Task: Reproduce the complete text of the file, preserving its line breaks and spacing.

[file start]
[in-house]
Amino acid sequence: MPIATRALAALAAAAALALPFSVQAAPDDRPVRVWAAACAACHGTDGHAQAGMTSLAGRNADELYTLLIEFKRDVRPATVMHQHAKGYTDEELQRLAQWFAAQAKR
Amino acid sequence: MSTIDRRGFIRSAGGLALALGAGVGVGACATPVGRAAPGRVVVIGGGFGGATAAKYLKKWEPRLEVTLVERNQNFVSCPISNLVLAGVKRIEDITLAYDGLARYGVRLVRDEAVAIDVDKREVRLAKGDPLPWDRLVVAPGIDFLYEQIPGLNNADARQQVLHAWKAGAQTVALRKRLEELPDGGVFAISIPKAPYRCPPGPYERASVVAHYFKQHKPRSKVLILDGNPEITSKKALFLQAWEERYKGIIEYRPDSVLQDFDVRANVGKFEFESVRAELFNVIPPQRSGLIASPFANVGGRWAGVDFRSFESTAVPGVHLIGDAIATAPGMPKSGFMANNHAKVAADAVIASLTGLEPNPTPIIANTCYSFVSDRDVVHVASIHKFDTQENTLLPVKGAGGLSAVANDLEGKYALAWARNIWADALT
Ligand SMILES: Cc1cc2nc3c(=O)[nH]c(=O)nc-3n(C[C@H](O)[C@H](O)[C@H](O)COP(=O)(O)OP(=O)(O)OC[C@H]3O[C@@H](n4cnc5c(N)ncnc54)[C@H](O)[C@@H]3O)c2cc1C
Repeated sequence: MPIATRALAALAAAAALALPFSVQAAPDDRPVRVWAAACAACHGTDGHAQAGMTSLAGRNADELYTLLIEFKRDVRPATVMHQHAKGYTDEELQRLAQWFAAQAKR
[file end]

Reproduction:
[in-house]
Amino acid sequence: MPIATRALAALAAAAALALPFSVQAAPDDRPVRVWAAACAACHGTDGHAQAGMTSLAGRNADELYTLLIEFKRDVRPATVMHQHAKGYTDEELQRLAQWFAAQAKR
Amino acid sequence: MSTIDRRGFIRSAGGLALALGAGVGVGACATPVGRAAPGRVVVIGGGFGGATAAKYLKKWEPRLEVTLVERNQNFVSCPISNLVLAGVKRIEDITLAYDGLARYGVRLVRDEAVAIDVDKREVRLAKGDPLPWDRLVVAPGIDFLYEQIPGLNNADARQQVLHAWKAGAQTVALRKRLEELPDGGVFAISIPKAPYRCPPGPYERASVVAHYFKQHKPRSKVLILDGNPEITSKKALFLQAWEERYKGIIEYRPDSVLQDFDVRANVGKFEFESVRAELFNVIPPQRSGLIASPFANVGGRWAGVDFRSFESTAVPGVHLIGDAIATAPGMPKSGFMANNHAKVAADAVIASLTGLEPNPTPIIANTCYSFVSDRDVVHVASIHKFDTQENTLLPVKGAGGLSAVANDLEGKYALAWARNIWADALT
Ligand SMILES: Cc1cc2nc3c(=O)[nH]c(=O)nc-3n(C[C@H](O)[C@H](O)[C@H](O)COP(=O)(O)OP(=O)(O)OC[C@H]3O[C@@H](n4cnc5c(N)ncnc54)[C@H](O)[C@@H]3O)c2cc1C
Repeated sequence: MPIATRALAALAAAAALALPFSVQAAPDDRPVRVWAAACAACHGTDGHAQAGMTSLAGRNADELYTLLIEFKRDVRPATVMHQHAKGYTDEELQRLAQWFAAQAKR